Leukotriene B4 (LTB4) is a potent inflammatory mediator, derived from arachidonic acid, which plays a prominent role in ischemia-reperfusion injury and inflammation of the kidney. The enzyme CYP4F3 has specialized properties which enable it to inactivate LTB4: it has a uniquely low Km for LTB4 as a substrate, and it has a restricted localization to leukocytes which mediate LTB4-dependent responses. The hypothesis of this proposal is that CYP4F3 negatively regulates inflammation by attenuating the activities of LTB4. To test this hypothesis, three specific aims are proposed: (1) to investigate the regulation of LTB4-dependent responses by CYP4F3 in leukocytes in vitro;(2) to investigate the mechanism by which CYP4F3 regulates inflammation;and (3) to investigate the role of the mouse homologue of CYP4F3 (CYP4F18) in renal disease in vivo.
In Specific Aim 1, CYP4F3 enzyme activity in leukocytes will be inhibited using a specific chemical inhibitor, a lentiviral- delivered siRNA approach, and a mouse genetic knockout, and the ability of LTB4 to stimulate cell chemoattraction and secretion will be measured using in vitro assays. The uniqueness of CYP4F3 function will be assessed by comparing other enzymes which metabolize LTB4 with higher Km values.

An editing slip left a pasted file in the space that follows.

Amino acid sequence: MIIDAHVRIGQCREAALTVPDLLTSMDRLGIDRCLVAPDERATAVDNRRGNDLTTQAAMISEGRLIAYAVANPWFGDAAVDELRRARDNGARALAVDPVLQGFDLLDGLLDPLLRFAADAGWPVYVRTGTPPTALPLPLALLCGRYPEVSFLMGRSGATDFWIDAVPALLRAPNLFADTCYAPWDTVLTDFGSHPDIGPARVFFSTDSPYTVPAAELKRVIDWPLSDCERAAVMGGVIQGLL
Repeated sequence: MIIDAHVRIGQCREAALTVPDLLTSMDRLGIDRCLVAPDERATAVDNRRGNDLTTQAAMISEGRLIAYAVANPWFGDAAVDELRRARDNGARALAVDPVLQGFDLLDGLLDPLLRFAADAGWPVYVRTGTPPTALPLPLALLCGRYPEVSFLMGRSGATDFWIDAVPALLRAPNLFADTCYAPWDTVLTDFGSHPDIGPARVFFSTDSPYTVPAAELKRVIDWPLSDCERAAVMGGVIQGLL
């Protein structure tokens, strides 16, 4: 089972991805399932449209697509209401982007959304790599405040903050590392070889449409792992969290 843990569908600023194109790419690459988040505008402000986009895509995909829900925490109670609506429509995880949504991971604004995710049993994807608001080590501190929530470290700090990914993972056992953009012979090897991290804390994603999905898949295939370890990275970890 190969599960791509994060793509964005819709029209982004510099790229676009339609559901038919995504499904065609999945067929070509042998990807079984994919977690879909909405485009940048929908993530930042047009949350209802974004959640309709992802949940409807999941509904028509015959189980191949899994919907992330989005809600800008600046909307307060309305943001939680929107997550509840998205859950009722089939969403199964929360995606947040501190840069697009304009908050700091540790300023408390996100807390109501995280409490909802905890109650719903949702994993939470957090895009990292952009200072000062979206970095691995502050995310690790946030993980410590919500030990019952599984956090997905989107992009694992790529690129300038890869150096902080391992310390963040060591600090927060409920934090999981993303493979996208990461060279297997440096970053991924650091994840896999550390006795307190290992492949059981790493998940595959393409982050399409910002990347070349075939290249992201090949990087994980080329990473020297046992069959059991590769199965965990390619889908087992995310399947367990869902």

In Specific Aim 2, receptor studies will be performed to determine if the product of LTB4 inactivation (20-OH LTB4) promotes LTB4 receptor (BLT1) down-regulation, thus providing a doubly efficient attenuation mechanism. The integration of CYP4F3 and BLT1 activity will be further investigated by determining the effects of CYP4F3:BLT1 expression ratio on LTB4 responsiveness.
In Specific Aim 3, a mouse model of renal ischemia-reperfusion injury will be used to determine if targeted deletion of the CYP4F18 gene leads to increased inflammation and cell injury in vivo. These studies are relevant to public health because ischemic injury and inflammation are primary pathophysiological mechanisms leading to disorders of the kidney, such as renal failure and transplant rejection, which are associated with a high mortality rate. The significance of the research is that CYP4F3 provides a natural (non-toxic) anti-inflammatory target that might be selectively modulated in specific tissues such as the kidney. The long-term objectives are to correlate changes in CYP4F3 activity with inflammatory disease states in humans, and to identify and manipulate the regulatory pathways that control CYP4F3 gene expression and activity.
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